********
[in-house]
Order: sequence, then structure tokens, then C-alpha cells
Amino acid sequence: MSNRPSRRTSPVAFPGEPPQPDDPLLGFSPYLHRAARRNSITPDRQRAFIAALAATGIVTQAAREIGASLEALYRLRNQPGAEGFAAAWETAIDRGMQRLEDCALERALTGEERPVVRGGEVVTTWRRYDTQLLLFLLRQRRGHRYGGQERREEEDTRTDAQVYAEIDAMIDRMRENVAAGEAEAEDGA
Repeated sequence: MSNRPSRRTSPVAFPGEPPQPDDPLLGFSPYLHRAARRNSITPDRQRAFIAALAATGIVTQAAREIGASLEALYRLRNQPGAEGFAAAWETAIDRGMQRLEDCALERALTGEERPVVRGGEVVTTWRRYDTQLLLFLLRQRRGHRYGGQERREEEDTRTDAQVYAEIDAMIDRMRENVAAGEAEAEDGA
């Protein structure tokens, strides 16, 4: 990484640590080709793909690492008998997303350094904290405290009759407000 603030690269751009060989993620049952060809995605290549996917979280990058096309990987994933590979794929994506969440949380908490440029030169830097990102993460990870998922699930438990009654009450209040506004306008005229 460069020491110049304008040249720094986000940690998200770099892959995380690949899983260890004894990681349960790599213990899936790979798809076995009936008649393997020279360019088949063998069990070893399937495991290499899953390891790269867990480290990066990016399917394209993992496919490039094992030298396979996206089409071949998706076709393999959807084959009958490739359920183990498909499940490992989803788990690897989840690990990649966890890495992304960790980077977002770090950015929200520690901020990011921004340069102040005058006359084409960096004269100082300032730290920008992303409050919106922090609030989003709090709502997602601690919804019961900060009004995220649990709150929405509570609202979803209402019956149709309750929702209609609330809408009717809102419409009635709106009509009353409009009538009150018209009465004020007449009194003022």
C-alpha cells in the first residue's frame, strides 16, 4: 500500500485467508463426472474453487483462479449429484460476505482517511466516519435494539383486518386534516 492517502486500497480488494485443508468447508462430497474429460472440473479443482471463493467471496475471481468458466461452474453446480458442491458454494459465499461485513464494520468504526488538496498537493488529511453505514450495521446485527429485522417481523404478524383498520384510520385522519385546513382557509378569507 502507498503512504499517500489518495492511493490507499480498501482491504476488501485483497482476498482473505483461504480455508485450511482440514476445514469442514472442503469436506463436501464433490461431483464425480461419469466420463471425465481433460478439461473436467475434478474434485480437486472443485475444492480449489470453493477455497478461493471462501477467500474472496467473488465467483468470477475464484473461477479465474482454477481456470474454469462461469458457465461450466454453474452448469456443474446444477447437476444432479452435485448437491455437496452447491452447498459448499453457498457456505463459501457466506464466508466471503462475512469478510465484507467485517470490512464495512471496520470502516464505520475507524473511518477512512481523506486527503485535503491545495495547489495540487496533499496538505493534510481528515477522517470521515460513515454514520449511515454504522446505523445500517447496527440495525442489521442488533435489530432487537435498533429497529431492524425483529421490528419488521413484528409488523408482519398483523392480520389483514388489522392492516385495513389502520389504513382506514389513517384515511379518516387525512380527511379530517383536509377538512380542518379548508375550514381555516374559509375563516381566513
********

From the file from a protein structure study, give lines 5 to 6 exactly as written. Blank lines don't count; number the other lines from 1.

């Protein structure tokens, strides 16, 4: 990484640590080709793909690492008998997303350094904290405290009759407000 603030690269751009060989993620049952060809995605290549996917979280990058096309990987994933590979794929994506969440949380908490440029030169830097990102993460990870998922699930438990009654009450209040506004306008005229 460069020491110049304008040249720094986000940690998200770099892959995380690949899983260890004894990681349960790599213990899936790979798809076995009936008649393997020279360019088949063998069990070893399937495991290499899953390891790269867990480290990066990016399917394209993992496919490039094992030298396979996206089409071949998706076709393999959807084959009958490739359920183990498909499940490992989803788990690897989840690990990649966890890495992304960790980077977002770090950015929200520690901020990011921004340069102040005058006359084409960096004269100082300032730290920008992303409050919106922090609030989003709090709502997602601690919804019961900060009004995220649990709150929405509570609202979803209402019956149709309750929702209609609330809408009717809102419409009635709106009509009353409009009538009150018209009465004020007449009194003022």
C-alpha cells in the first residue's frame, strides 16, 4: 500500500485467508463426472474453487483462479449429484460476505482517511466516519435494539383486518386534516 492517502486500497480488494485443508468447508462430497474429460472440473479443482471463493467471496475471481468458466461452474453446480458442491458454494459465499461485513464494520468504526488538496498537493488529511453505514450495521446485527429485522417481523404478524383498520384510520385522519385546513382557509378569507 502507498503512504499517500489518495492511493490507499480498501482491504476488501485483497482476498482473505483461504480455508485450511482440514476445514469442514472442503469436506463436501464433490461431483464425480461419469466420463471425465481433460478439461473436467475434478474434485480437486472443485475444492480449489470453493477455497478461493471462501477467500474472496467473488465467483468470477475464484473461477479465474482454477481456470474454469462461469458457465461450466454453474452448469456443474446444477447437476444432479452435485448437491455437496452447491452447498459448499453457498457456505463459501457466506464466508466471503462475512469478510465484507467485517470490512464495512471496520470502516464505520475507524473511518477512512481523506486527503485535503491545495495547489495540487496533499496538505493534510481528515477522517470521515460513515454514520449511515454504522446505523445500517447496527440495525442489521442488533435489530432487537435498533429497529431492524425483529421490528419488521413484528409488523408482519398483523392480520389483514388489522392492516385495513389502520389504513382506514389513517384515511379518516387525512380527511379530517383536509377538512380542518379548508375550514381555516374559509375563516381566513